The Expectation: It didn't grab a ton of headlines across the league, but acquiring a 19-year-old Paraguay international from Club America is a pretty, pretty good move. Parades should contribute immediately, either as a straight up center mid with some real zeal getting forward or as cover for Guzman as a six.

The Hope: If he looks the part and the Timbers make his purchase official, Parades could be a foundational piece. He's got the tools, both technically and physically.

The Fear: There's an element of the unknown in bringing any new player to MLS, but especially a player as young as Paredes who you are planning to play right away. Paredes hasn't gotten a lot of game-time in the last year, and has played just more than 30 professional club games in total. There are bound to be growing pains.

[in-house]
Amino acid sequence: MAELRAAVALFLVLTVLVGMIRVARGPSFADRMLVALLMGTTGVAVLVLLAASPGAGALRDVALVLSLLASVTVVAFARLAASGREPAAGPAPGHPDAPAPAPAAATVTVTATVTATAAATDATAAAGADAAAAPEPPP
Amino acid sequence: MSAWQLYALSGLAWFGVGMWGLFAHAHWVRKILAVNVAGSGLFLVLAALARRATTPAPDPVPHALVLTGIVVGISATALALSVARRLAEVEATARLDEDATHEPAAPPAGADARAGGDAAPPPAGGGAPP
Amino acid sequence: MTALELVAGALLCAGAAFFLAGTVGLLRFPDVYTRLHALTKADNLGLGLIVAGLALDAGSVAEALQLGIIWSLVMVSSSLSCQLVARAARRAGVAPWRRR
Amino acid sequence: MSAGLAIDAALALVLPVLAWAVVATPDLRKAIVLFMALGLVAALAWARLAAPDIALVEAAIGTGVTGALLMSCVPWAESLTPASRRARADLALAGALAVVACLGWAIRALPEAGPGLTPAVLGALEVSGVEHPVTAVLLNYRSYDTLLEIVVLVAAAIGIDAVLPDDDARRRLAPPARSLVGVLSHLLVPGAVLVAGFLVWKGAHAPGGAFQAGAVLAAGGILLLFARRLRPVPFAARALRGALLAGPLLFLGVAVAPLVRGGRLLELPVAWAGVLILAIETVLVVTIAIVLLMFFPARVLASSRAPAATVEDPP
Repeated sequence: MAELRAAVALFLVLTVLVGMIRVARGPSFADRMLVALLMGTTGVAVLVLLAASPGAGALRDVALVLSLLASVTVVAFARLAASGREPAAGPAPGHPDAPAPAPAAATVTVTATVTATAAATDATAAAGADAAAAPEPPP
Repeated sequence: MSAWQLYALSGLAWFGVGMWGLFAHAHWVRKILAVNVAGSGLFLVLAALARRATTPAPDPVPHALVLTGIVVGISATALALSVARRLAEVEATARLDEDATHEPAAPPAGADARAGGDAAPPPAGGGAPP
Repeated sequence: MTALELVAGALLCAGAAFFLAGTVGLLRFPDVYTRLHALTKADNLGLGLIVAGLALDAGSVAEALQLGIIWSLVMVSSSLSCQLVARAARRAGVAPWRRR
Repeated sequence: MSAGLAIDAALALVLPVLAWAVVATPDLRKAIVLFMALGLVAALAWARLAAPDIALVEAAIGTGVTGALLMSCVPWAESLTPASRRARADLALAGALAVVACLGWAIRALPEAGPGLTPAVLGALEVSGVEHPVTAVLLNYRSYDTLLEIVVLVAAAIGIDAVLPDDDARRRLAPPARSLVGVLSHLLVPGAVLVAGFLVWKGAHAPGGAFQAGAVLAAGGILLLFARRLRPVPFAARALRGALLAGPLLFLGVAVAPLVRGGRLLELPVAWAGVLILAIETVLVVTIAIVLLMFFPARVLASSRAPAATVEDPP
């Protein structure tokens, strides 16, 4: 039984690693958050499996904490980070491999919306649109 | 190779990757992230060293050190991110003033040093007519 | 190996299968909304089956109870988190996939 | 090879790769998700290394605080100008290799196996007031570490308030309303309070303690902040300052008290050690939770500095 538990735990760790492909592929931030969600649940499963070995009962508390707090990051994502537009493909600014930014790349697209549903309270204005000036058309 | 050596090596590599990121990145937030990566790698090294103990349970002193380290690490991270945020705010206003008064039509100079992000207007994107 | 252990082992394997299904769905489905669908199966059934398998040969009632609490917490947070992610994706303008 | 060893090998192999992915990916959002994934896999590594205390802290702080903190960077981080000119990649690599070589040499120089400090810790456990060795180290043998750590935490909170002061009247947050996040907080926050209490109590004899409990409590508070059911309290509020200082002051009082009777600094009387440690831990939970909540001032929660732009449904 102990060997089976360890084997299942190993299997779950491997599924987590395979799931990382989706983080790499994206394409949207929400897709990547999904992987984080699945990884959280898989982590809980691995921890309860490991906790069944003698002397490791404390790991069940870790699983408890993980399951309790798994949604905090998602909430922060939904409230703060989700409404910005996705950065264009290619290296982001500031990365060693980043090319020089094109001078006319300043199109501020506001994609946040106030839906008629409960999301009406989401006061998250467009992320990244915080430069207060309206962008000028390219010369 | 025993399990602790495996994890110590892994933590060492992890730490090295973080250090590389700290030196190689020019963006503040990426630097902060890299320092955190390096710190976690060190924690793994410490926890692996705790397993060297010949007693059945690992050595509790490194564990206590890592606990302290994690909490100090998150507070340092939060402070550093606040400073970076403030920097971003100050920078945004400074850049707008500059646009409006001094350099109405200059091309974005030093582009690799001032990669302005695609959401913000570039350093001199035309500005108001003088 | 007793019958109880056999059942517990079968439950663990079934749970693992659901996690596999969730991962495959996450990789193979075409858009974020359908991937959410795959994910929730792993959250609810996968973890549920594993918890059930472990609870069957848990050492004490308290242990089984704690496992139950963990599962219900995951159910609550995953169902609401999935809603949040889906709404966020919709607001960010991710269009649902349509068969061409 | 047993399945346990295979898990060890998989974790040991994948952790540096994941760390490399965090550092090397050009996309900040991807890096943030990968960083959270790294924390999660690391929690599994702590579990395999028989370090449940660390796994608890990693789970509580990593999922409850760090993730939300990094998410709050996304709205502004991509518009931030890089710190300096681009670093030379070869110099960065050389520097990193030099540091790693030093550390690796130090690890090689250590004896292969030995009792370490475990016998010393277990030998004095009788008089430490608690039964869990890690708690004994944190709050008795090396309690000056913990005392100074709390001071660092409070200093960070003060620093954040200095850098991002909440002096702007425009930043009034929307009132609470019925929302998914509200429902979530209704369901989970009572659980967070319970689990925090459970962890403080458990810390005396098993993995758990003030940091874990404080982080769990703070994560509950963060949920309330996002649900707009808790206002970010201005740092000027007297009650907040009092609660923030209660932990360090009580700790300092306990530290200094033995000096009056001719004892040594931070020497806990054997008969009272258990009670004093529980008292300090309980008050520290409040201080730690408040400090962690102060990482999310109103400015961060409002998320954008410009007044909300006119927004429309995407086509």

The Expectation: Flores is a direct carryover from Savarese's Cosmos days, and he's a player the Timbers are happy to have landed. He'll be a natural backup for Diego Valeri, with the ability to slide further back in central midfield if need be.

The Hope: Flores is a composed, technical player with a ton of experience, and he has an inventive streak. Savarese is comfortable with him, and he should be in the mix for substantial minuets off the bench.

The Fear: Flores is Ned Grabavoy small, which isn't necessarily a death knell, but doesn't bode all that well for a player making his MLS debut at 27. Will he be able to impact physical games, especially in the center of the park?


The Expectation: Olum played an ungodly amount of minutes last year — the most of his MLS career — and he did so by staying healthy and largely playing within himself. He's back this year as depth.